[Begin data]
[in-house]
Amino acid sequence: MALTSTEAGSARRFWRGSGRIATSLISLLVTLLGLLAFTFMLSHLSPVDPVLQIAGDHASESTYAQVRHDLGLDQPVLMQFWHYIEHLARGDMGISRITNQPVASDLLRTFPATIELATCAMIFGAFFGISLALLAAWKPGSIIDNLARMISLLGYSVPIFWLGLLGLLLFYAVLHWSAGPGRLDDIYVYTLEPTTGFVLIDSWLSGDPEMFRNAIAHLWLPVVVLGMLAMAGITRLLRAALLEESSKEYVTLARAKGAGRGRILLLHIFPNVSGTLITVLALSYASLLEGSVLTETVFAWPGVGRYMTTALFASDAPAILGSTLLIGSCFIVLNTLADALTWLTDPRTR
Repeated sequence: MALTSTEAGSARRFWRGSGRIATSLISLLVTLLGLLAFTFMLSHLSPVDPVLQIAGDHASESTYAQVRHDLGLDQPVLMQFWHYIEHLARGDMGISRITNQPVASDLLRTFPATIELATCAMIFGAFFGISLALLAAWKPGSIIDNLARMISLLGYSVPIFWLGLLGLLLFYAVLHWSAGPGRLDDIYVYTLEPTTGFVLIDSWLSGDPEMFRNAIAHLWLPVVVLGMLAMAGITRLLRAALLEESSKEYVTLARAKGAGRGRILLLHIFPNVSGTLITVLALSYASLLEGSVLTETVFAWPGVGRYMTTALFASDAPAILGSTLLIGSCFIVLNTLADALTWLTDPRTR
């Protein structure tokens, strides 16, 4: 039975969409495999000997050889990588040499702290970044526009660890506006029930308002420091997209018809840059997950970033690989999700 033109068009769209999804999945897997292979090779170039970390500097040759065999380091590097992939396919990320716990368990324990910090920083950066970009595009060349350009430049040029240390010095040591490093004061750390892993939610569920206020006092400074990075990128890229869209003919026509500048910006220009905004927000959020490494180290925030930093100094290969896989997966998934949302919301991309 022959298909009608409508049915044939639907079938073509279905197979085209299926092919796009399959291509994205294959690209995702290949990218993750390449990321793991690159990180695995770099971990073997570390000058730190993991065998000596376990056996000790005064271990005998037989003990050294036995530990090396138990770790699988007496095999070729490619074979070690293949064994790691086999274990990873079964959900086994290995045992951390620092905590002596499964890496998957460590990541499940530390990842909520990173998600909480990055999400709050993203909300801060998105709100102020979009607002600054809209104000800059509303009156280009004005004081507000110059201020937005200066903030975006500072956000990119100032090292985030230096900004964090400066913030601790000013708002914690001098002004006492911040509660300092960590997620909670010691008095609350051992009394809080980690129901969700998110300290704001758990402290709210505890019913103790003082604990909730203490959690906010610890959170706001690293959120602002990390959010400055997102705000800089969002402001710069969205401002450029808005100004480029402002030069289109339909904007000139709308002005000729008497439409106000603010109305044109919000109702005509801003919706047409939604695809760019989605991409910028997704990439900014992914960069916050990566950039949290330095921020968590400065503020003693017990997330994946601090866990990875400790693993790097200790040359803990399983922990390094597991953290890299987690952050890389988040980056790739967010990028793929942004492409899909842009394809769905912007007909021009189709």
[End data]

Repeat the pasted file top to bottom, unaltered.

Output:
[in-house]
Amino acid sequence: MALTSTEAGSARRFWRGSGRIATSLISLLVTLLGLLAFTFMLSHLSPVDPVLQIAGDHASESTYAQVRHDLGLDQPVLMQFWHYIEHLARGDMGISRITNQPVASDLLRTFPATIELATCAMIFGAFFGISLALLAAWKPGSIIDNLARMISLLGYSVPIFWLGLLGLLLFYAVLHWSAGPGRLDDIYVYTLEPTTGFVLIDSWLSGDPEMFRNAIAHLWLPVVVLGMLAMAGITRLLRAALLEESSKEYVTLARAKGAGRGRILLLHIFPNVSGTLITVLALSYASLLEGSVLTETVFAWPGVGRYMTTALFASDAPAILGSTLLIGSCFIVLNTLADALTWLTDPRTR
Repeated sequence: MALTSTEAGSARRFWRGSGRIATSLISLLVTLLGLLAFTFMLSHLSPVDPVLQIAGDHASESTYAQVRHDLGLDQPVLMQFWHYIEHLARGDMGISRITNQPVASDLLRTFPATIELATCAMIFGAFFGISLALLAAWKPGSIIDNLARMISLLGYSVPIFWLGLLGLLLFYAVLHWSAGPGRLDDIYVYTLEPTTGFVLIDSWLSGDPEMFRNAIAHLWLPVVVLGMLAMAGITRLLRAALLEESSKEYVTLARAKGAGRGRILLLHIFPNVSGTLITVLALSYASLLEGSVLTETVFAWPGVGRYMTTALFASDAPAILGSTLLIGSCFIVLNTLADALTWLTDPRTR
């Protein structure tokens, strides 16, 4: 039975969409495999000997050889990588040499702290970044526009660890506006029930308002420091997209018809840059997950970033690989999700 033109068009769209999804999945897997292979090779170039970390500097040759065999380091590097992939396919990320716990368990324990910090920083950066970009595009060349350009430049040029240390010095040591490093004061750390892993939610569920206020006092400074990075990128890229869209003919026509500048910006220009905004927000959020490494180290925030930093100094290969896989997966998934949302919301991309 022959298909009608409508049915044939639907079938073509279905197979085209299926092919796009399959291509994205294959690209995702290949990218993750390449990321793991690159990180695995770099971990073997570390000058730190993991065998000596376990056996000790005064271990005998037989003990050294036995530990090396138990770790699988007496095999070729490619074979070690293949064994790691086999274990990873079964959900086994290995045992951390620092905590002596499964890496998957460590990541499940530390990842909520990173998600909480990055999400709050993203909300801060998105709100102020979009607002600054809209104000800059509303009156280009004005004081507000110059201020937005200066903030975006500072956000990119100032090292985030230096900004964090400066913030601790000013708002914690001098002004006492911040509660300092960590997620909670010691008095609350051992009394809080980690129901969700998110300290704001758990402290709210505890019913103790003082604990909730203490959690906010610890959170706001690293959120602002990390959010400055997102705000800089969002402001710069969205401002450029808005100004480029402002030069289109339909904007000139709308002005000729008497439409106000603010109305044109919000109702005509801003919706047409939604695809760019989605991409910028997704990439900014992914960069916050990566950039949290330095921020968590400065503020003693017990997330994946601090866990990875400790693993790097200790040359803990399983922990390094597991953290890299987690952050890389988040980056790739967010990028793929942004492409899909842009394809769905912007007909021009189709």